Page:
Categories
Neurosciences Pharmacology

[Sciences/Pharmacology] Death by Benadryl Tik-Tok challenge: making the case on an interesting neurotransmitter

Another day, another “dose makes the poison” day. This time, it is about diphenyhydramine (Benadryl(R)). You surely heard about the recent “Tik-Tok challenge” launched by some folks that is basically overdosing on Benadryl(R) with some report of death as reported here. So far, we have 3 teenagers in Texas that had to be hospitalized following overdose on Benadryl (up to 14 doses at once) and one death on Oklahoma (dose unreported). Diphenyhydramine is usually taken as an anti-allergic due to its anti-histamine activity (which is a major molecule released by basophile white blood cells, responsible for the allergic response). Interestingly, the reason these kids took Benadryl(R) was not for a major allergic reaction to pollen or animals hair. But apparently “to get high”. This raised me some questions as histamine is not a major neurotransmitter as glutamate, or dopamine are.

This raised my curiosity about the role of histamine in the central nervous system (CNS) and how would diphenylhydramine come to play? As usual I love to start with the chemical structures. Histamine is on the left, diphenyhydramine is on the right:

As you can see, histamine is not too far from histidine, an aminoacid. The only thing missing is the carboxyl group (-COOH) on the carbon alpha. Diphenyhydramine that I will call DPH to ease the typing) has not much anything in common with histamine.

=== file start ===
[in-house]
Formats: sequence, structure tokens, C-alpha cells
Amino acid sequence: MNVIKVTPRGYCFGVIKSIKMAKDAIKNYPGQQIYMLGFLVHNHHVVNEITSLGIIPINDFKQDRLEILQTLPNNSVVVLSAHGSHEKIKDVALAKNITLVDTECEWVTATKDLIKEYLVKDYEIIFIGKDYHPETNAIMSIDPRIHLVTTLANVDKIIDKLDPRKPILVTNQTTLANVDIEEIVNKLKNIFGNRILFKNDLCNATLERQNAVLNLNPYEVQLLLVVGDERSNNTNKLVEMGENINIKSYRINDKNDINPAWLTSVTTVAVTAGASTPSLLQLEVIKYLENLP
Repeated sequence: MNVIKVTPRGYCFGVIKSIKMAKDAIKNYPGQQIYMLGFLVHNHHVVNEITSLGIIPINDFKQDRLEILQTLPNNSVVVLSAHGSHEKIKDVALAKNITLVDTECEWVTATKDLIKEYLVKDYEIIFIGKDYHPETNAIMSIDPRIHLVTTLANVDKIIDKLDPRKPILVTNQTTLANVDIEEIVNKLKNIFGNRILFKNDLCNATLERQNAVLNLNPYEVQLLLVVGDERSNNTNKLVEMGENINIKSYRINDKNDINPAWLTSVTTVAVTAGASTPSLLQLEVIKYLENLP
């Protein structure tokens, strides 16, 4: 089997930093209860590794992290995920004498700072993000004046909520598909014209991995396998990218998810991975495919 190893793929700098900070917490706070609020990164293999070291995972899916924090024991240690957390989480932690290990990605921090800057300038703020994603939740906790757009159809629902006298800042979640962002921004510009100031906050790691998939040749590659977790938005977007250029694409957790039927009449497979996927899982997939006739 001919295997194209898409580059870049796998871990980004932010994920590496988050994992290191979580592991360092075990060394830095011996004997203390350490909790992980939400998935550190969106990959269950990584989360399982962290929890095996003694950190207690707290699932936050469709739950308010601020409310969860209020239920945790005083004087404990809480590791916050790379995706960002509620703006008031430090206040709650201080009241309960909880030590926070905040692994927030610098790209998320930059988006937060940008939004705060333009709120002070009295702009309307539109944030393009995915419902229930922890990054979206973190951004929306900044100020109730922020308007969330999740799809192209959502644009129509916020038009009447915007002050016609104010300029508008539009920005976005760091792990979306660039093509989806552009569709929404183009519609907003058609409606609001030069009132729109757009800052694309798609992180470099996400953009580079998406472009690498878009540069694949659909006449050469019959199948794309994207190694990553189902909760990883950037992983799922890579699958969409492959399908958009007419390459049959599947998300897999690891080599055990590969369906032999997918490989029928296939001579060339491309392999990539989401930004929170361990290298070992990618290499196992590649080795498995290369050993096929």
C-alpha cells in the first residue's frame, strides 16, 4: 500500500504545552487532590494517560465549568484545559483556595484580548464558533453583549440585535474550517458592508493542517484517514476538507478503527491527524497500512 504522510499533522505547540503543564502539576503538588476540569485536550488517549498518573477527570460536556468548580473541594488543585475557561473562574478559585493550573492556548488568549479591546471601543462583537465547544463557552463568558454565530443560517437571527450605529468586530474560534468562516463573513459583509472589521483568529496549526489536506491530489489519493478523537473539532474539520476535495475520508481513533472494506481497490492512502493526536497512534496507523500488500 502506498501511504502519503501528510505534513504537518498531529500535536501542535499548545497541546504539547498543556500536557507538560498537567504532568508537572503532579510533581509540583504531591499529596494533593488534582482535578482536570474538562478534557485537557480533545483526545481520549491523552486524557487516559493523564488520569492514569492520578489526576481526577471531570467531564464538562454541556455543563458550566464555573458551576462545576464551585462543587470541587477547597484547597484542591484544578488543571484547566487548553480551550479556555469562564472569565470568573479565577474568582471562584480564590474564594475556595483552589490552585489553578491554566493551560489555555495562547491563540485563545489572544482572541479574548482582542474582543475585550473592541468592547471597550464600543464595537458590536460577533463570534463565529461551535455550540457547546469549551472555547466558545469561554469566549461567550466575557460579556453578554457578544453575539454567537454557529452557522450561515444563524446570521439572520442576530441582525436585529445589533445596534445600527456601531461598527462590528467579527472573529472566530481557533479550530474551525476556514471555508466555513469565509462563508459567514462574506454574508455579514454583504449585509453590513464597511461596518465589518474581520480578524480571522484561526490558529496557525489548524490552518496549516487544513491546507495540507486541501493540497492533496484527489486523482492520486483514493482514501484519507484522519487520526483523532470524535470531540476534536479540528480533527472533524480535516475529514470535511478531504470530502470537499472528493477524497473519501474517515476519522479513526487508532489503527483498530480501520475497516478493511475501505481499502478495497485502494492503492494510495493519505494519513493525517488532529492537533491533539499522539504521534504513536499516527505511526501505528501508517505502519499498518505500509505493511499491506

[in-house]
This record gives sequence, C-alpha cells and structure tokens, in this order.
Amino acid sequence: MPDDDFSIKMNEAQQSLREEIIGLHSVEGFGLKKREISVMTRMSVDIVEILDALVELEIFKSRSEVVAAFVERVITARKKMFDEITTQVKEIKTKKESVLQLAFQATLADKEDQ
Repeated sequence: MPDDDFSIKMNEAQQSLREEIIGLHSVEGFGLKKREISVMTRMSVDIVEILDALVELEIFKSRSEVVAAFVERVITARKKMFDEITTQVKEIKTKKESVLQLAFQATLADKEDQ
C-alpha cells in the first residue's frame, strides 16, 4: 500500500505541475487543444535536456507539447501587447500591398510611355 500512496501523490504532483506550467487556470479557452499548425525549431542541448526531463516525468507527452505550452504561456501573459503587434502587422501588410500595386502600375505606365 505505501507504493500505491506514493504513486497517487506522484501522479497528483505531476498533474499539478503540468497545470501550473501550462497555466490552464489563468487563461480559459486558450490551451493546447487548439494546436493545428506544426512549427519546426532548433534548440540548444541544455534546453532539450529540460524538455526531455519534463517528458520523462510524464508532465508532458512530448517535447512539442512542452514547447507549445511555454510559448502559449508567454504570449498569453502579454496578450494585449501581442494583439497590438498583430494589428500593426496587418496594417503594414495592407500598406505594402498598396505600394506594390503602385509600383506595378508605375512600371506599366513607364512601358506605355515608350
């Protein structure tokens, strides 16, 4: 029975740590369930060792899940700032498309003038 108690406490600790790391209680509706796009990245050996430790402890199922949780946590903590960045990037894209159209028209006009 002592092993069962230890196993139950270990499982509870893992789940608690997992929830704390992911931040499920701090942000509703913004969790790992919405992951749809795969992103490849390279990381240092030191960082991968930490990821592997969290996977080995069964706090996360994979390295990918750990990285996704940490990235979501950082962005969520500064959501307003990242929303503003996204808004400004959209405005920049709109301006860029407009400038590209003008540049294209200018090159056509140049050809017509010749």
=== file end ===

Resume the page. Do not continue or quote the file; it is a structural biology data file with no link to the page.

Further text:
Histamine is not a common neurotransmitter, and indeed has a very specific nucleus, according to Haas and Panula (https://pubmed.ncbi.nlm.nih.gov/12563283/), located in the tuberomammary nucleus, which appears located between the pons and the thalamus, likely part of the hypothalamus. As other nuclei, the histaminergic system is made by projections towards various region of the brain as represented below:

We can see projection into various region including the striatum/substantia nigra (which is involved in movements execution and affected in Parkinson’s disease), cerebellum (involved in the gait posture and coordination in movements like walking), hippocampus (memory formation) or amygdala (which deals with various things including pleasure). What is more interesting is the presence of projection into the medulla, which means it can likely modulate some vegetative functions including breathing or hearbeat regulation.